“We now spend many hours relaxing and bird watching in our yard,” said the Everetts. “Our outdoor space is now a much more enriching experience that gives us a greater sense of our connection to nature and a sense of place.”

The landscaping plan includes features like this dry riverbed. Photo: City of Escondido native plants

The landscaping plan includes features like this dry riverbed. Photo: City of Escondido

“By re-landscaping our small property, we hope to take one small step in restoring San Diego county’s rich biodiversity. Sharing the successes of our garden with others will hopefully encourage other homeowners to convert their gardens to water and habitat smart landscapes.”

Find tips on how to create a WaterSmart home and garden, including details on rebates: www.watersmartsd.org/

(Editor’s note: The City of Escondido is one of the San Diego County Water Authority’s 24 member agencies that deliver water across the metropolitan San Diego region.)

El Cajon Homeowner Wins Otay Water District’s 2021 WaterSmart Landscape Contest

El Cajon homeowner Christine Laframboise’s water-saving landscape design trading turf for a less thirsty approach was named the Otay Water District’s 2021 WaterSmart Landscape Contest winner.

The annual contest is held by water agencies throughout San Diego County to award one resident from their respective service area for their water-saving landscape. Otay selected Laframboise for her well-thought-out design, plant selection, maintenance, and methods for efficient irrigation.

Native Plant Communities in Sustainable Landscaping

Plants growing wild naturally arrange themselves into communities with other plant varieties based on their shared characteristics such as water and nutrient needs. This natural selection extends to interactions with each other, and with other species such as insects, birds, and other animals.

Fire-adapted, drought deciduous plants flourish in California coastal sage scrub. Photo: Couleur/Pixabay Native plant communities

Native Plant Communities in Sustainable Landscaping

Plants growing wild naturally arrange themselves into communities with other plant varieties based on their shared characteristics such as water and nutrient needs. This natural selection extends to interactions with each other, and with other species such as insects, birds, and other animals.

As a result, we see the same plant communities occurring repeatedly in natural landscapes under similar conditions.

Local native plant communities evolve together over a long period of time.  These plants work together to compete for nutrients, sunlight, and other resources.  They flourish together, to the point of “rejecting” non-native plant varieties attempting to establish themselves. While non-native plants may be equally adapted as native plants to the climate conditions of a particular area, they are at a disadvantage.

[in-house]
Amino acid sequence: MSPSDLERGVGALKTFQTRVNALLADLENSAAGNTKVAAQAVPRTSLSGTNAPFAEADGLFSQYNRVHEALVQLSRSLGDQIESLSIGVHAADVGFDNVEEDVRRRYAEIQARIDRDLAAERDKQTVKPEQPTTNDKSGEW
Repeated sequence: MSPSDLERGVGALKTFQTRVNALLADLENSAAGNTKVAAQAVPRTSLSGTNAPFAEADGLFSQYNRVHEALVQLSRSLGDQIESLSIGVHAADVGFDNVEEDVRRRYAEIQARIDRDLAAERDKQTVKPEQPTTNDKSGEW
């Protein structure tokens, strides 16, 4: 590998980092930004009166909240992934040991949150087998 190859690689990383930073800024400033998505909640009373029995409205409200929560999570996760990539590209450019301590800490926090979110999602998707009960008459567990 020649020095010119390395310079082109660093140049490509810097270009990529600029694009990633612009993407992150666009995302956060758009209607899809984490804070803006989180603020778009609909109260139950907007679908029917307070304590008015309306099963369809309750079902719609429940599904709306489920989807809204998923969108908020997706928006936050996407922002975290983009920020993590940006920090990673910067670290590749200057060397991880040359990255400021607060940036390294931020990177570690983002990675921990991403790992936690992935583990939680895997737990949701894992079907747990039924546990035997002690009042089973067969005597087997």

By learning about the San Diego region’s native plant communities, and selecting plants that like to live together in communities for sustainable landscaping, homeowners can take advantage of these strengths and the resulting hardiness.

Three examples of San Diego region plant communities

California Coastal Prairie Community

Perennial flowers outnumber the native grass species in California coastal prairies. Photo: Lloyd Waters / Pixabay Native plant communities

Perennial flowers outnumber the native grass species in California coastal prairies. Photo: Lloyd Waters / Pixabay

California’s coastal prairies are North America’s most diverse grasslands. Perennial flowers outnumber the native grass species. Plants include: California Poppy (Eschscholzia californica), Blue-eyed Grass (Sisyrinchium), Fern Leaf Yarrow (Achillea ‘Moonshine’), Seaside Daisy (Erigeron glaucus), and Cliff Buckwheat (Eriogonum parvifolium).

California Coastal Sage Scrub Community

Fire-adapted, drought deciduous plants flourish in California coastal sage scrub. Photo: Couleur/Pixabay Native plant communities

Fire-adapted, drought deciduous plants flourish in California coastal sage scrub. Photo: Couleur/Pixabay

Fire-adapted, drought-deciduous plants flourish in California coastal sage scrub.  This habitat is rapidly disappearing due to urbanization in southern California. Fortunately, some areas, including the San Diego Safari Park Biodiversity Reserve, have been conserved. Plants include Grey Musk Sage (Salvia Pozo Blue), Sticky Monkeyflower (Diplacus aurantiaus), San Diego Sage (Salvia munzia), Fuschia Gooseberry (Ribes speciosum), and Woolly Bluecurls (Trichostema lanatum).

California Chaparral Community

California chaparral is adapted to heat and dust. Photo: Kim R. Hunter / Pixabay

California chaparral is adapted to heat and dust. Photo: Kim R. Hunter / Pixabay

Chaparral exists in many coastal ranges and on the western and eastern slopes of the southern California mountains. It is ‘hard’ brush that doesn’t rely as much on summer fog drip that the Coastal Sage Scrub does, and it is adapted to heat and drought. Plants include Desert Mallow (Sphaeralcea ambigua), Bent Grass (Agorstis pailens), San Diego Mountain Mahogany (Cercocarpus minutiflorus), Bush Poppy (Dendromeconi riguda), and Clumping Wild Rye (Leymus condensatus).

This article is part of a year-long series inspired by the 71-page Sustainable Landscapes Program guidebook available at SustainableLandscapesSD.org. The Water Authority and its partners also offer other great resources for landscaping upgrades, including free WaterSmart classes at WaterSmartSD.org.